Photosynthesis In Higher Plants of Class 11
Photosynthetic Carbon Oxidation or PCO Cycle or C2 cycle
It was discovered by Dicker and Tio (1959) in Tobacco leaves. Subsequently, photorespiration was found to be universal in C3 plants. It involves three cell organelles - chloroplasts, peroxisomes and mitochondria. The various evidences in support of occurrence of photorespiration are
- Decrease in the rate of photosynthesis with the increase in light intensity.
- Decrease in the rate of photosynthesis when O2 concentration is raised from 2.5% to 21%.
Fig. Mechanism of photorespiration
RUBP carboxylase functions as RUBP oxygenase with the decrease in CO2 : O2 ratio
In photorespiration two molecules of phosphoglycolate formed by oxygenation of RUBP is changed to one molecule of RUBP is changed to one molecule of phosphoglycerate (PGA) and one molecule of CO2. Thus, 75% of carbon lost in oxygenation of RUBP is recovered by photorespiratory carbon oxygenation.
Photo respiration does not give any energy or reducing power. It consumes energy. So it is a wasteful process, especially in C3 plants but negligible or absent in C4 plants.
Photo respiration also increases with temperature and age of the leaf.
Glycine and serine are two amino acids formed in photorespiration or C2 cycle.
Hatch and Slack Cycle or C4 cycle
Kortschak, Hartt and Burr (1965) reported that rapidly photosynthesizing sugarcane leaves produced a 4-C compound like aspartic acid and malic acid as a result of CO2-fixation. This was later supported by M.D. Hatch and C.R. Slack (1966) and they reported that a 4-C compound oxaloacetic acid (OAA) is the first product in CO2 reduction process.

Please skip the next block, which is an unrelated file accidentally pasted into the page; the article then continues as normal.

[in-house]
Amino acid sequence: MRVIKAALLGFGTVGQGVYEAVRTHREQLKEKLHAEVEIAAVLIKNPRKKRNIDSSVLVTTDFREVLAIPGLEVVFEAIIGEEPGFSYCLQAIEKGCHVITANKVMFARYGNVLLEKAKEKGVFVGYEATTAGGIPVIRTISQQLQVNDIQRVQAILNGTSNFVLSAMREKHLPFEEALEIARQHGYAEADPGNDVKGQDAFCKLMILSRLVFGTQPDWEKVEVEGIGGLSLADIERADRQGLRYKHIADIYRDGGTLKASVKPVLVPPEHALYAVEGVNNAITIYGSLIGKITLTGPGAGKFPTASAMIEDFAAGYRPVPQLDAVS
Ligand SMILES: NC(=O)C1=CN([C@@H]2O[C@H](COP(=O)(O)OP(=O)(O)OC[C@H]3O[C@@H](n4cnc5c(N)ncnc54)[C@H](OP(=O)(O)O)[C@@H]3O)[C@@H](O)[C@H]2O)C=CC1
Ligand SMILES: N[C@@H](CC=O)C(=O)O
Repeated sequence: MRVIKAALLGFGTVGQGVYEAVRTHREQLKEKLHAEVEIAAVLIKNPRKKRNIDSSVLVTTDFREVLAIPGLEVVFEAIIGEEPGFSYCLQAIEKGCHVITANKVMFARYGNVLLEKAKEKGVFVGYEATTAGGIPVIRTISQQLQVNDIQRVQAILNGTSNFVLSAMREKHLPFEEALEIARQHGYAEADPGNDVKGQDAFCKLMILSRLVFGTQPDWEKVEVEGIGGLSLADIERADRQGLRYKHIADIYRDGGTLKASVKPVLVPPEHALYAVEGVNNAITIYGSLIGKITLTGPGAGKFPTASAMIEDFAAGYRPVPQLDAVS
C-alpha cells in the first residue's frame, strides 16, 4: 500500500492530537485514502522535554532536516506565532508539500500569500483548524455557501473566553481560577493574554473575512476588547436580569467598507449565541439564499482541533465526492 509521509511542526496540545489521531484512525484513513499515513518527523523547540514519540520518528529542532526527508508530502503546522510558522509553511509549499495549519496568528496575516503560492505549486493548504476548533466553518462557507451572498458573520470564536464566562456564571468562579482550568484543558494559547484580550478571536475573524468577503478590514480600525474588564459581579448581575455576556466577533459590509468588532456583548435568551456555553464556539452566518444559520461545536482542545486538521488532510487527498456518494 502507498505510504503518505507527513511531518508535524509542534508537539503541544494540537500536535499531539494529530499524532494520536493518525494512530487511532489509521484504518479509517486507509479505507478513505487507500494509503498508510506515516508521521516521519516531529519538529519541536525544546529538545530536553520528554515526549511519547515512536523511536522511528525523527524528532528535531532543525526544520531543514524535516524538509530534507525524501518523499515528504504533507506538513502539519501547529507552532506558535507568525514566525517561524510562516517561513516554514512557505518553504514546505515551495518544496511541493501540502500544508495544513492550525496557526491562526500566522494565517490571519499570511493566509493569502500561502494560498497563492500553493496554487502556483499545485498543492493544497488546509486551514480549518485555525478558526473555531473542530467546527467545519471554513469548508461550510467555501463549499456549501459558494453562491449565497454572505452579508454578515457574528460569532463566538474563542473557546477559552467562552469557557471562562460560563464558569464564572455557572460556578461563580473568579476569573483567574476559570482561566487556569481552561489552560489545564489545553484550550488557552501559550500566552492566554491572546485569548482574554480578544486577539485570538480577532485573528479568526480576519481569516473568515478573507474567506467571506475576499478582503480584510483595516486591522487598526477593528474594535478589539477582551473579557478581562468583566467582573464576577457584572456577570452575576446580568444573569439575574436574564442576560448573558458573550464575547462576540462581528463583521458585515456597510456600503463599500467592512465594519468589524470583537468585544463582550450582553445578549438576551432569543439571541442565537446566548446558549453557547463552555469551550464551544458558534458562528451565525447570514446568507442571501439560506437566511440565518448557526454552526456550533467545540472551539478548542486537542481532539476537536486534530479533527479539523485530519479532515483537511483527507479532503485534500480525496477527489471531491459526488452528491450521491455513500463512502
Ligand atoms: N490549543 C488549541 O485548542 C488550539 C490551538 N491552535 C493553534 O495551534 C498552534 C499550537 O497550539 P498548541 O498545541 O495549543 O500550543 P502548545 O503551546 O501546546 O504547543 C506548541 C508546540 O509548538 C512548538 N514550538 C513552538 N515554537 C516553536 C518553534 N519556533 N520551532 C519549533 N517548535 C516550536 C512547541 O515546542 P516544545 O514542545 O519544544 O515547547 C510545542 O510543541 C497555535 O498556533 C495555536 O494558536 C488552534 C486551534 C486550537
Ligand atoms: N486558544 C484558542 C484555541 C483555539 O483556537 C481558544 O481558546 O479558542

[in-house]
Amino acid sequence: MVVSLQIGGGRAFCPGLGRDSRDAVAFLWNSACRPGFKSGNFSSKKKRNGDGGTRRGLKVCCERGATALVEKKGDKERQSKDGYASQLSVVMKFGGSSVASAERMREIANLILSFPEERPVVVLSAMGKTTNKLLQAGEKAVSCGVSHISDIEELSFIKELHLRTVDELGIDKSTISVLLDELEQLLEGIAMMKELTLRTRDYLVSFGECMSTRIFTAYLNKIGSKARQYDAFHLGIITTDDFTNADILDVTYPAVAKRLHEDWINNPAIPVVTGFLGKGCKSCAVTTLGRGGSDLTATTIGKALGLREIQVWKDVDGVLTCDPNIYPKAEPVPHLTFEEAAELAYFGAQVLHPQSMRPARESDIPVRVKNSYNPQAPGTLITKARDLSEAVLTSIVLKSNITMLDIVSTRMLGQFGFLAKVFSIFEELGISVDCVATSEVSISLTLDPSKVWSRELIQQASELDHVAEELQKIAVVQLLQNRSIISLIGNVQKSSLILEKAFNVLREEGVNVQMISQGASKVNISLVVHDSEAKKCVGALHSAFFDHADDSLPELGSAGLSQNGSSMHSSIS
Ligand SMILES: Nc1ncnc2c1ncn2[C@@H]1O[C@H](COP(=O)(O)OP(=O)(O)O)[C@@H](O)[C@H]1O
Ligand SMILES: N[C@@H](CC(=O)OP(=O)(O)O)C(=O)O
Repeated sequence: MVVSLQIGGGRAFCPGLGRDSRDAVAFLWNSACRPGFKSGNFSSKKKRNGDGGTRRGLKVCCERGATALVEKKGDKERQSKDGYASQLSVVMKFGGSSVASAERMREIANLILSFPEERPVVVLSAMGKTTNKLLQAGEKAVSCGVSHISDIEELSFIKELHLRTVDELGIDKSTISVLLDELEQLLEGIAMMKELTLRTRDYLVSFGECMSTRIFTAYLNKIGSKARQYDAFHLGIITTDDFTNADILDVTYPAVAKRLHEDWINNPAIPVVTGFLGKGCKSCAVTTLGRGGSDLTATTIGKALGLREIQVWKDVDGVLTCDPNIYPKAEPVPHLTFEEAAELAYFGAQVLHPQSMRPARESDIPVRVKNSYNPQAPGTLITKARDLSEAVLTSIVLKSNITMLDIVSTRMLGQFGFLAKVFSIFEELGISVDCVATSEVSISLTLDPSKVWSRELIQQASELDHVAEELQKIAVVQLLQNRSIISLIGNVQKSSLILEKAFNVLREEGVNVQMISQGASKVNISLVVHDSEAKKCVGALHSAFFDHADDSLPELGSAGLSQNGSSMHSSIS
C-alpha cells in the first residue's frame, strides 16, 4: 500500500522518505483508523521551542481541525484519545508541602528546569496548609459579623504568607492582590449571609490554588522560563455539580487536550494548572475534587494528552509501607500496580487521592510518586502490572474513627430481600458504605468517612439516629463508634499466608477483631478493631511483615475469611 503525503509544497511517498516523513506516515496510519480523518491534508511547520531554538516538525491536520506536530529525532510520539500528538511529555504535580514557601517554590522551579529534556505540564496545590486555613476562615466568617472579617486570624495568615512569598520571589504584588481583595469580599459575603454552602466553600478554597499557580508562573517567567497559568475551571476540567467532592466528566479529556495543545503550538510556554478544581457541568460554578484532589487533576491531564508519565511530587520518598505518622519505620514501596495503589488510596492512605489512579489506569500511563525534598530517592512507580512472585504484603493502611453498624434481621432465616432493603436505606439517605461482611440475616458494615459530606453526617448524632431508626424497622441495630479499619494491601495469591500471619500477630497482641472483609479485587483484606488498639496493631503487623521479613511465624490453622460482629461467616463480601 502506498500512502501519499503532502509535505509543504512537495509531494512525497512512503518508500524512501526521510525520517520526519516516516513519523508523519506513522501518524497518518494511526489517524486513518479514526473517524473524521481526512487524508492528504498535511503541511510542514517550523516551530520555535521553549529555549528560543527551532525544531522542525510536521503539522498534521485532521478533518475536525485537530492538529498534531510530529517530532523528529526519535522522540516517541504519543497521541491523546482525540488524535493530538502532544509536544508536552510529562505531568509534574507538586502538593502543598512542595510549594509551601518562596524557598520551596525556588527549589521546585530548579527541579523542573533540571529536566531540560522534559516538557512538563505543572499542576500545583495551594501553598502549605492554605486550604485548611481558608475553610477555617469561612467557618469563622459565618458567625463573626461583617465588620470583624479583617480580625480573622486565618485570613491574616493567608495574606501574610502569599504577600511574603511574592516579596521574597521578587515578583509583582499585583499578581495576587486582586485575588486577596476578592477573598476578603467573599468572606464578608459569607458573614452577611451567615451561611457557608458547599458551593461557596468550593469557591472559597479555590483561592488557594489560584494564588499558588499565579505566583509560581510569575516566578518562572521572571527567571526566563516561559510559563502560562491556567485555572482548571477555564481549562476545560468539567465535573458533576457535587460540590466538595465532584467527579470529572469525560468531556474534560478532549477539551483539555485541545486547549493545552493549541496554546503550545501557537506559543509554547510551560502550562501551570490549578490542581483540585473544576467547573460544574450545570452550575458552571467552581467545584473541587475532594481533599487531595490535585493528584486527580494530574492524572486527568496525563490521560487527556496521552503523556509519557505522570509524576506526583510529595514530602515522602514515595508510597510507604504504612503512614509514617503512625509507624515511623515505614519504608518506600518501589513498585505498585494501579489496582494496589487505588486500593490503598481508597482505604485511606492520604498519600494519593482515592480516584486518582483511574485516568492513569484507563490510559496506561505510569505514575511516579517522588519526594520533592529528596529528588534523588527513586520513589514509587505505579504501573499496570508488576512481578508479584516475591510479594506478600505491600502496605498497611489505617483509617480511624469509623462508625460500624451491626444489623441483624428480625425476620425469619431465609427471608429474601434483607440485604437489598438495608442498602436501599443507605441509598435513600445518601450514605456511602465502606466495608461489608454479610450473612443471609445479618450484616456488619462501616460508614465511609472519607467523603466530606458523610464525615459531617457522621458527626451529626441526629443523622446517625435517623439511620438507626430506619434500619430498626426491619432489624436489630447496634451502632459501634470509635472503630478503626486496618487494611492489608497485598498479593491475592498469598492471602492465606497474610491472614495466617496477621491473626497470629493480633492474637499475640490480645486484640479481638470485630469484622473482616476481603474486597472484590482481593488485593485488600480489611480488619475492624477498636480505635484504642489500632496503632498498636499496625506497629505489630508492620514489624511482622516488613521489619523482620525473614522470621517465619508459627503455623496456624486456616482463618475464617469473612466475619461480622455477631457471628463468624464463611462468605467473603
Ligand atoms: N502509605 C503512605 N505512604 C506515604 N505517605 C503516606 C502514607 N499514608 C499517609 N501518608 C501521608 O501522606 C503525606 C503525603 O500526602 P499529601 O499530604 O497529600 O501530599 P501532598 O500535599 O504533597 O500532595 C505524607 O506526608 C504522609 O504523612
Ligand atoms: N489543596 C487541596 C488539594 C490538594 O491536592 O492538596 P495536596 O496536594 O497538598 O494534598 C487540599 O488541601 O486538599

This led to an alternative pathway of CO2 fixation, which is known as Hatch and Slack’s cycle or C4 cycle (as 4-C compound is first stable product).
This pathway was first reported in members of family Gramineae (grasses) like sugarcane, maize, sorghum, etc., (Tropical grasses) but later on in other sub-tropical plants also like Atriplex and Amaranthus.
Genera like (Asteraceae) Flaveria panicum, Alternanthera and Atriplex contain both C3 and C4 species. These C4 plants have a characteristic leaf anatomy called Kranz anatomy (German word meaning : Wreath, Ring or Halo)
Fig. Leaf showing kranz anatomy Fig. Hatch and Slack’s cycle (C4 cycle)
Here vascular bundles are surrounded by sheath of large parenchymatous cells called bundle sheaths which are surrounded by mesophyll cells. Here two types of chloroplasts are present (Chloroplast Dimorphism)
(i) Bundle sheath chloroplasts : Larger in size, lack grana (Agranal choroplasts) and contain starch grains.
(ii) Mesophyll chloroplasts : Similar in size, contain grana (Granal chloroplasts) and lack starch grains. Bundle sheath cells and mesophyll cells are connected by plasmodesmata.
CO2 acceptor molecule here is PEP (Phospho Enol Pyruvate) and not RuBP. Further, PEP-carboxylase (PEPCO) is the key enzyme (RuBP-carboxylase enzyme is negligible or absent in mesophyll chloroplast, but present in bundle sheath chloroplast)
In C4 plants, for formation of one mole of hexose (glucose), 30 ATP and 12 NADPH2 are required.
Significance of C4 Cycle
This C4 cycle is helpful to plants growing in dense tropical forests, where there is poor supply of CO2. Because here there is internal supply of CO2, so these plants can survive in poor CO2 conditions. Photorespiration is negligible or absent in C4 plants and present only in C3 plants.